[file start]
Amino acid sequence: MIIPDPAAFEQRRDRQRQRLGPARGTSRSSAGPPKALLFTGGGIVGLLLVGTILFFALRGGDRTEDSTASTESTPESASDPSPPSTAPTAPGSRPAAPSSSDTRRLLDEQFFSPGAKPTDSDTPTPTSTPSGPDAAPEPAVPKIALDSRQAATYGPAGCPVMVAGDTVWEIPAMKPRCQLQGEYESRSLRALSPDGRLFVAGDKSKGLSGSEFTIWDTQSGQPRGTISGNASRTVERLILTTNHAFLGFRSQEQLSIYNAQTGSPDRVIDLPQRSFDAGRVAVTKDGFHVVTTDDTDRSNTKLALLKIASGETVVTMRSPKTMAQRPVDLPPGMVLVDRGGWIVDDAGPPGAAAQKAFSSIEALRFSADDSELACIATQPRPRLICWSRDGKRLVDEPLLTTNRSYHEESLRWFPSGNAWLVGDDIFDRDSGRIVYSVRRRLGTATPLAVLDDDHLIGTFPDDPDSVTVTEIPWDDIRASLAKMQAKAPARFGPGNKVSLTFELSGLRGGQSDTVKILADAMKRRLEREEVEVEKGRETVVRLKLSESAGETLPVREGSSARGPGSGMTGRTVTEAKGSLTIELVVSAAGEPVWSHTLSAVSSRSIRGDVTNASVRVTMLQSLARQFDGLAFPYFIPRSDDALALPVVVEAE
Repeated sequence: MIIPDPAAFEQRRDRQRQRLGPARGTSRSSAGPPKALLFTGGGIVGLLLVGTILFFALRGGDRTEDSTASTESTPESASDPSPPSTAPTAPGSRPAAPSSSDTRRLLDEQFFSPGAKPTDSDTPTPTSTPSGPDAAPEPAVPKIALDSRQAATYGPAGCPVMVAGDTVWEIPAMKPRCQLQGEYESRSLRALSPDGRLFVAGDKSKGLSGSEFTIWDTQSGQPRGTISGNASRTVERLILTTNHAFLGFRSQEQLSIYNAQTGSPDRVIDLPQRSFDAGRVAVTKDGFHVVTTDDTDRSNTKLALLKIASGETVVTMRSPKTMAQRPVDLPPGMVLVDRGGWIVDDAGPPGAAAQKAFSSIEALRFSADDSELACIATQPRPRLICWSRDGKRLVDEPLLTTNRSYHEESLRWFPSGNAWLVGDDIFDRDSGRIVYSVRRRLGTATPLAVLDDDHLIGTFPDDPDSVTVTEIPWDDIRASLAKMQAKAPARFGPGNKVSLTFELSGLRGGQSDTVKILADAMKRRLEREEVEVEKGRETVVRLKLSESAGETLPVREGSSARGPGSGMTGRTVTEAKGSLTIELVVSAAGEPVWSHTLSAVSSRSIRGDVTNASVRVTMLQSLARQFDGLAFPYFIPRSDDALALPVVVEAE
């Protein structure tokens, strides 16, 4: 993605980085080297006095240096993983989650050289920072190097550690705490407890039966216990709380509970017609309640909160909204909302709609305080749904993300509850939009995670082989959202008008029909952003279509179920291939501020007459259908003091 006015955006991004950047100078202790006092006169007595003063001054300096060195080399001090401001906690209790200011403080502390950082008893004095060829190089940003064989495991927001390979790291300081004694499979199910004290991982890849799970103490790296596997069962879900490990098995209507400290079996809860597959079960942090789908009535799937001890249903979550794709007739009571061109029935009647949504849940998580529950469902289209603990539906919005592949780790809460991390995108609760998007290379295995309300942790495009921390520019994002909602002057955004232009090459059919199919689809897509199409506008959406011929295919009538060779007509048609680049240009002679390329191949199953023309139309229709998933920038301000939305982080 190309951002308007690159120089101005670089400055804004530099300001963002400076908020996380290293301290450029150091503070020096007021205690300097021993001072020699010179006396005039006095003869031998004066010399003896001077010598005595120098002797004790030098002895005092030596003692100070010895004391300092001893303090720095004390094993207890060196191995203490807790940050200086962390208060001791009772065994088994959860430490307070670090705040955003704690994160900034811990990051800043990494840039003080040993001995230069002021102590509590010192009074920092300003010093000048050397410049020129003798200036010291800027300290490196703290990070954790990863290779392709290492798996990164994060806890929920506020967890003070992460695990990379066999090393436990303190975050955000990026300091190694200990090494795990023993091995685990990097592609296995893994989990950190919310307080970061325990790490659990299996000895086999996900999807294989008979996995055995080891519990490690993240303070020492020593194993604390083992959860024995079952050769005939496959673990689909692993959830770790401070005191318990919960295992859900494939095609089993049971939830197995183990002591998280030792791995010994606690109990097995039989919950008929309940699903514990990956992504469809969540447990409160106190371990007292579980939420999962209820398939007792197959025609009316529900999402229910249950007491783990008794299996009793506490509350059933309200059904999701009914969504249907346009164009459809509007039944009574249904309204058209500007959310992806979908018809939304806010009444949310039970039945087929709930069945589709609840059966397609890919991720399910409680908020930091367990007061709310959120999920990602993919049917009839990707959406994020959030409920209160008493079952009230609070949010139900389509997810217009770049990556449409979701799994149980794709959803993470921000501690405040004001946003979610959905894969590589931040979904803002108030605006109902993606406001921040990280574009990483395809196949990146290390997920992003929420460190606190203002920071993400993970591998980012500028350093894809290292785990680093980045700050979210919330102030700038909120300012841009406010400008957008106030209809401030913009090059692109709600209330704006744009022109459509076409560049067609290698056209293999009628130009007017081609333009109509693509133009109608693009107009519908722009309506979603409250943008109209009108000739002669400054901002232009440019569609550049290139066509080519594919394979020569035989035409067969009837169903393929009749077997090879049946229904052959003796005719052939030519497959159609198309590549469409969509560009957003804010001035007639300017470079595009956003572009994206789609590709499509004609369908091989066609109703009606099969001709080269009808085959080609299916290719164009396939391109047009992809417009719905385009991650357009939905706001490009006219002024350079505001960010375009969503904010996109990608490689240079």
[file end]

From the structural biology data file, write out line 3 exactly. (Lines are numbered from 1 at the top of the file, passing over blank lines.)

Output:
């Protein structure tokens, strides 16, 4: 993605980085080297006095240096993983989650050289920072190097550690705490407890039966216990709380509970017609309640909160909204909302709609305080749904993300509850939009995670082989959202008008029909952003279509179920291939501020007459259908003091 006015955006991004950047100078202790006092006169007595003063001054300096060195080399001090401001906690209790200011403080502390950082008893004095060829190089940003064989495991927001390979790291300081004694499979199910004290991982890849799970103490790296596997069962879900490990098995209507400290079996809860597959079960942090789908009535799937001890249903979550794709007739009571061109029935009647949504849940998580529950469902289209603990539906919005592949780790809460991390995108609760998007290379295995309300942790495009921390520019994002909602002057955004232009090459059919199919689809897509199409506008959406011929295919009538060779007509048609680049240009002679390329191949199953023309139309229709998933920038301000939305982080 190309951002308007690159120089101005670089400055804004530099300001963002400076908020996380290293301290450029150091503070020096007021205690300097021993001072020699010179006396005039006095003869031998004066010399003896001077010598005595120098002797004790030098002895005092030596003692100070010895004391300092001893303090720095004390094993207890060196191995203490807790940050200086962390208060001791009772065994088994959860430490307070670090705040955003704690994160900034811990990051800043990494840039003080040993001995230069002021102590509590010192009074920092300003010093000048050397410049020129003798200036010291800027300290490196703290990070954790990863290779392709290492798996990164994060806890929920506020967890003070992460695990990379066999090393436990303190975050955000990026300091190694200990090494795990023993091995685990990097592609296995893994989990950190919310307080970061325990790490659990299996000895086999996900999807294989008979996995055995080891519990490690993240303070020492020593194993604390083992959860024995079952050769005939496959673990689909692993959830770790401070005191318990919960295992859900494939095609089993049971939830197995183990002591998280030792791995010994606690109990097995039989919950008929309940699903514990990956992504469809969540447990409160106190371990007292579980939420999962209820398939007792197959025609009316529900999402229910249950007491783990008794299996009793506490509350059933309200059904999701009914969504249907346009164009459809509007039944009574249904309204058209500007959310992806979908018809939304806010009444949310039970039945087929709930069945589709609840059966397609890919991720399910409680908020930091367990007061709310959120999920990602993919049917009839990707959406994020959030409920209160008493079952009230609070949010139900389509997810217009770049990556449409979701799994149980794709959803993470921000501690405040004001946003979610959905894969590589931040979904803002108030605006109902993606406001921040990280574009990483395809196949990146290390997920992003929420460190606190203002920071993400993970591998980012500028350093894809290292785990680093980045700050979210919330102030700038909120300012841009406010400008957008106030209809401030913009090059692109709600209330704006744009022109459509076409560049067609290698056209293999009628130009007017081609333009109509693509133009109608693009107009519908722009309506979603409250943008109209009108000739002669400054901002232009440019569609550049290139066509080519594919394979020569035989035409067969009837169903393929009749077997090879049946229904052959003796005719052939030519497959159609198309590549469409969509560009957003804010001035007639300017470079595009956003572009994206789609590709499509004609369908091989066609109703009606099969001709080269009808085959080609299916290719164009396939391109047009992809417009719905385009991650357009939905706001490009006219002024350079505001960010375009969503904010996109990608490689240079």